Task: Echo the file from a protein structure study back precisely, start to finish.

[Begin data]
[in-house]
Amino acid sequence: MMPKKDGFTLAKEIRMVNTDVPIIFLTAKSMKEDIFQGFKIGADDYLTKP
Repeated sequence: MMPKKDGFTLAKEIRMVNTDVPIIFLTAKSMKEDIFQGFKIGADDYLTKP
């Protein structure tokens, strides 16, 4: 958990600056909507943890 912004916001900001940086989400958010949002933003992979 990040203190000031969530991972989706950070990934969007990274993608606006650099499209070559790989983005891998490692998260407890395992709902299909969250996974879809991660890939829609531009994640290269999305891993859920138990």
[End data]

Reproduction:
[in-house]
Amino acid sequence: MMPKKDGFTLAKEIRMVNTDVPIIFLTAKSMKEDIFQGFKIGADDYLTKP
Repeated sequence: MMPKKDGFTLAKEIRMVNTDVPIIFLTAKSMKEDIFQGFKIGADDYLTKP
């Protein structure tokens, strides 16, 4: 958990600056909507943890 912004916001900001940086989400958010949002933003992979 990040203190000031969530991972989706950070990934969007990274993608606006650099499209070559790989983005891998490692998260407890395992709902299909969250996974879809991660890939829609531009994640290269999305891993859920138990």